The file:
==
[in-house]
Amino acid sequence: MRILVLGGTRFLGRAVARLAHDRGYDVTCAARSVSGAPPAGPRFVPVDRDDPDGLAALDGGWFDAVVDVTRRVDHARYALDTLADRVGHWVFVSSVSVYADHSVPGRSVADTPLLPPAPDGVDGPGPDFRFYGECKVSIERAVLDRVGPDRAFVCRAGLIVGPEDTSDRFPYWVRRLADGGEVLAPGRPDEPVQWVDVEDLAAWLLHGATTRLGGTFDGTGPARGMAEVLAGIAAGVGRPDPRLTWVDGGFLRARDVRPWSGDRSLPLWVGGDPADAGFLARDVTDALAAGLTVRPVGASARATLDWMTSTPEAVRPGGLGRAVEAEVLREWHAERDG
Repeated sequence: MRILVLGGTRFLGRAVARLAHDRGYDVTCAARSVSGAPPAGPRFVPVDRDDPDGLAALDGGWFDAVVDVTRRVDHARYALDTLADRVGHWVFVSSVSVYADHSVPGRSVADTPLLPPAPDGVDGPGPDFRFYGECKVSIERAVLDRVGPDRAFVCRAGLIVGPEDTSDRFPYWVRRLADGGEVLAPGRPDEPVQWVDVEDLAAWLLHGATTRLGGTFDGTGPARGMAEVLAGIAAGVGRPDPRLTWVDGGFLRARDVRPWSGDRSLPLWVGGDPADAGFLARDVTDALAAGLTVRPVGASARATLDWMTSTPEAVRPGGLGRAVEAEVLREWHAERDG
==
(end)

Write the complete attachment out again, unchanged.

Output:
[in-house]
Amino acid sequence: MRILVLGGTRFLGRAVARLAHDRGYDVTCAARSVSGAPPAGPRFVPVDRDDPDGLAALDGGWFDAVVDVTRRVDHARYALDTLADRVGHWVFVSSVSVYADHSVPGRSVADTPLLPPAPDGVDGPGPDFRFYGECKVSIERAVLDRVGPDRAFVCRAGLIVGPEDTSDRFPYWVRRLADGGEVLAPGRPDEPVQWVDVEDLAAWLLHGATTRLGGTFDGTGPARGMAEVLAGIAAGVGRPDPRLTWVDGGFLRARDVRPWSGDRSLPLWVGGDPADAGFLARDVTDALAAGLTVRPVGASARATLDWMTSTPEAVRPGGLGRAVEAEVLREWHAERDG
Repeated sequence: MRILVLGGTRFLGRAVARLAHDRGYDVTCAARSVSGAPPAGPRFVPVDRDDPDGLAALDGGWFDAVVDVTRRVDHARYALDTLADRVGHWVFVSSVSVYADHSVPGRSVADTPLLPPAPDGVDGPGPDFRFYGECKVSIERAVLDRVGPDRAFVCRAGLIVGPEDTSDRFPYWVRRLADGGEVLAPGRPDEPVQWVDVEDLAAWLLHGATTRLGGTFDGTGPARGMAEVLAGIAAGVGRPDPRLTWVDGGFLRARDVRPWSGDRSLPLWVGGDPADAGFLARDVTDALAAGLTVRPVGASARATLDWMTSTPEAVRPGGLGRAVEAEVLREWHAERDG